Interim leaders in Burkina Faso have been detained by guards supporting ousted President Blaise Compaore.
President Michel Kafando and Prime Minister Isaac Zida were detained at a cabinet meeting at the presidential palace in the capital, Ouagadougou.
It comes two days after a commission recommended the disbanding of the presidential guard (RSP).
Shots have been fired to disperse hundreds of protesters near the palace, where the detainees remain.
No injuries have been reported but there is said to be an air of panic in the capital with shops shutting early and many people heading home.
Violent mass protests that included setting parliament on fire forced long-serving Mr Compaore out of office in October 2014.
Mr Kafando and Lt Col Zida had been tasked with organising fresh presidential elections next month.
They and other officials were "taken hostage" by the RSP, the head of the transitional parliament, Moumina Cheriff Sy, said in a statement.
Analysis: Thomas Fessy, West Africa correspondent, BBC News
Their captors are soldiers from the elite presidential guard but their intention remains unknown: are they protesting against a plan to dismantle their controversial unit?
Or are they trying to take power less than a month before the first elections are held since former president Compaore fled a popular uprising last year?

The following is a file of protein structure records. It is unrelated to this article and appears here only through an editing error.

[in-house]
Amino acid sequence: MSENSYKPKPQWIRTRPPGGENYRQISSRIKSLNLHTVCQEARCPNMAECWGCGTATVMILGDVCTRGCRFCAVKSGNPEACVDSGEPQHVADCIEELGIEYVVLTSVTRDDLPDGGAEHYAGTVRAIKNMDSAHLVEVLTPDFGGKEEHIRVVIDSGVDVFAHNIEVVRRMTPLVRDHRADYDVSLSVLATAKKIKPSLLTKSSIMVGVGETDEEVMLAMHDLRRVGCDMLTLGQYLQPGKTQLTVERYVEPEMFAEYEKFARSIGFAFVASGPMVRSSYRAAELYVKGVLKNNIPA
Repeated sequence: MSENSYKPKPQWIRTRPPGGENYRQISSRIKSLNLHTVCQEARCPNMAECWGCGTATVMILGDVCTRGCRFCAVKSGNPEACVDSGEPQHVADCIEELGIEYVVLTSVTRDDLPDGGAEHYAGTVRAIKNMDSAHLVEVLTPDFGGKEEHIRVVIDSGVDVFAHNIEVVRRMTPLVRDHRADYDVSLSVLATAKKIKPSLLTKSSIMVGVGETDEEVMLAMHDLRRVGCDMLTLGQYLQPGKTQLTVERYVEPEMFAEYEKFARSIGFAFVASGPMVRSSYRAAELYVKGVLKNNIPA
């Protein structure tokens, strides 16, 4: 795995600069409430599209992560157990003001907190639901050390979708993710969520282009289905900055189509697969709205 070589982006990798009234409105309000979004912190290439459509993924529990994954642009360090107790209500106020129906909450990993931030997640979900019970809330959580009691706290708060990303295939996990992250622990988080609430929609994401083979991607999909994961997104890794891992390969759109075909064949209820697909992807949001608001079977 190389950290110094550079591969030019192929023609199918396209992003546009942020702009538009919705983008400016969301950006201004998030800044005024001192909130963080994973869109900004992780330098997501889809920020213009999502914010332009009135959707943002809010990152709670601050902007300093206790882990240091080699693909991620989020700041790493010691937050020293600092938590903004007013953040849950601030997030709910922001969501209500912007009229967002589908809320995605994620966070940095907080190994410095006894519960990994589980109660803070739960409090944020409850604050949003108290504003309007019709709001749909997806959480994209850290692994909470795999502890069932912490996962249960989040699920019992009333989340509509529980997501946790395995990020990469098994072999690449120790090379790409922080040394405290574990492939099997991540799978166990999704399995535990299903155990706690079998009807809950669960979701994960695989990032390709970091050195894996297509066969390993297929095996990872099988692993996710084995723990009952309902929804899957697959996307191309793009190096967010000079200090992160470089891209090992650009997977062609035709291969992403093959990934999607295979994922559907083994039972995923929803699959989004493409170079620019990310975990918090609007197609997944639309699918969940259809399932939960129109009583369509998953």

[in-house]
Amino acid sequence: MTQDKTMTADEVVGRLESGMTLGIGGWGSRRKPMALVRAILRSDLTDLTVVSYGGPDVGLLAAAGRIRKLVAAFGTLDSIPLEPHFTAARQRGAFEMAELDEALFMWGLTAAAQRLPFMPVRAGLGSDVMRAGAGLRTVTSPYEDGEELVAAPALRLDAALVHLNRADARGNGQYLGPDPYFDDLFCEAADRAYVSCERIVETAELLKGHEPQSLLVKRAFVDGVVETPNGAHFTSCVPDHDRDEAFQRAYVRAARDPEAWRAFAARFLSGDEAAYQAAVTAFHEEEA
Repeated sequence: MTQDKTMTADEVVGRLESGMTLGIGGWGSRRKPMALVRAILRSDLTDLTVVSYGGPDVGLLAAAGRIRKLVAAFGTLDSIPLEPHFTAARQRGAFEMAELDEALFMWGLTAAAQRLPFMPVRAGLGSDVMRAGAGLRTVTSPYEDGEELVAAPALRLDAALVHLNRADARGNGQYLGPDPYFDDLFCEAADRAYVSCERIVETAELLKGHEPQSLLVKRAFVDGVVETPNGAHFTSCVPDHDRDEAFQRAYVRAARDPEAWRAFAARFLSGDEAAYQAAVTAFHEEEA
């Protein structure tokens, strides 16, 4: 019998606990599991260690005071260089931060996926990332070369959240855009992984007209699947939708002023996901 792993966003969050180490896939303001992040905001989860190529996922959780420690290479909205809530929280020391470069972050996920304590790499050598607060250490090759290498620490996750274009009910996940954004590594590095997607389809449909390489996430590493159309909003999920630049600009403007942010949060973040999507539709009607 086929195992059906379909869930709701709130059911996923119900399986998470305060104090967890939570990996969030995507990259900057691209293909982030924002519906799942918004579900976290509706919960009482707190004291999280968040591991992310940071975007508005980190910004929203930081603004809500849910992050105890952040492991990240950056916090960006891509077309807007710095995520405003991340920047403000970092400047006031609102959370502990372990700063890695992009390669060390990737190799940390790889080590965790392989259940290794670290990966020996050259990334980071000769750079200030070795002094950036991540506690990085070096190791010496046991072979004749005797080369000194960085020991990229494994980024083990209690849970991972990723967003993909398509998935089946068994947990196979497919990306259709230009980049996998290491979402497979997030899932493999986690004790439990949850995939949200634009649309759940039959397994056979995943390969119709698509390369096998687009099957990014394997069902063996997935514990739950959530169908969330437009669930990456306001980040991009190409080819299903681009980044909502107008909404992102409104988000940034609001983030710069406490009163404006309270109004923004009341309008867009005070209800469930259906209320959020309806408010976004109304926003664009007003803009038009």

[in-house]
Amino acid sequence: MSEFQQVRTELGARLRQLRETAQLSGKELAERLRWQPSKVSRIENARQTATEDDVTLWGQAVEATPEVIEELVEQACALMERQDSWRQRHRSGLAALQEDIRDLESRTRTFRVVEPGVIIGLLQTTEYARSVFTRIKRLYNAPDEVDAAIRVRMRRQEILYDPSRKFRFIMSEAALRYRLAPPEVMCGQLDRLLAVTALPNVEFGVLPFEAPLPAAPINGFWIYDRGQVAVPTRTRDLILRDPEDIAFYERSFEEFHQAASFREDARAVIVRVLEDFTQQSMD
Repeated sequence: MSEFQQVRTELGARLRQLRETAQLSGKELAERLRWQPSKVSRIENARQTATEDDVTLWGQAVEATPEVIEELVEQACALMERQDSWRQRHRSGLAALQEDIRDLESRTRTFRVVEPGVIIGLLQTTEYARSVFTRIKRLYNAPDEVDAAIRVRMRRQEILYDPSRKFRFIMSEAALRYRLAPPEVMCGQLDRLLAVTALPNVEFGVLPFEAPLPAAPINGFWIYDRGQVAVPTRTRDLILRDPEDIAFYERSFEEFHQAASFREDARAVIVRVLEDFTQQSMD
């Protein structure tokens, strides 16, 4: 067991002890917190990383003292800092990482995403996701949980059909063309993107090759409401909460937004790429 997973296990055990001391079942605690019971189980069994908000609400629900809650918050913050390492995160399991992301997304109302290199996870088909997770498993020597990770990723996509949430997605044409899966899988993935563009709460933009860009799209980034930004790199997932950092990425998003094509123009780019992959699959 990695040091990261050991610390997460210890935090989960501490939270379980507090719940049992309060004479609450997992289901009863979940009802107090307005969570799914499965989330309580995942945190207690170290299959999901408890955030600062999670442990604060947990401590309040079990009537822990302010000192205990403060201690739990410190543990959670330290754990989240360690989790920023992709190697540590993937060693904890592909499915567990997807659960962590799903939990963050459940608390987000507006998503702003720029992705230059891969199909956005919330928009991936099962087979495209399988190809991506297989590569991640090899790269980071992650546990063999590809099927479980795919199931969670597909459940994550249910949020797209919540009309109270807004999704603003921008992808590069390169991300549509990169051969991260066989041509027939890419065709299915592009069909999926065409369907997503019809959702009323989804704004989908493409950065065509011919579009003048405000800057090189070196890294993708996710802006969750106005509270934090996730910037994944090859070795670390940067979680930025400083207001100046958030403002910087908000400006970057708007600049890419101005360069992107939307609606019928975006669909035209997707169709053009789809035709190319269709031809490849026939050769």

Several radio stations have been taken off air and people fear that in the confusion the situation may escalate into violence.
Mr Sy said military chiefs were trying to negotiate the officials' release.
"The RSP's countless disruptions are a serious attack on the republic and its institutions," Mr Sy said.
"I call on all patriots to gather to defend the motherland," he added.
Tensions have been building ahead of the poll scheduled for 11 October.
Members of Mr Compaore's party have been declared ineligible.
Those who supported the ex-president's bid to amend the constitution so he could seek another term are also banned from running.
There has been prolonged friction between the 1,300-strong RSP and Lt Col Zida, a former second-in-command of the group.
Then on Monday, a truth and reconciliation commission released a report calling for the disbanding of the unit amid accusations that it opened fire on unarmed protesters during last year's protests.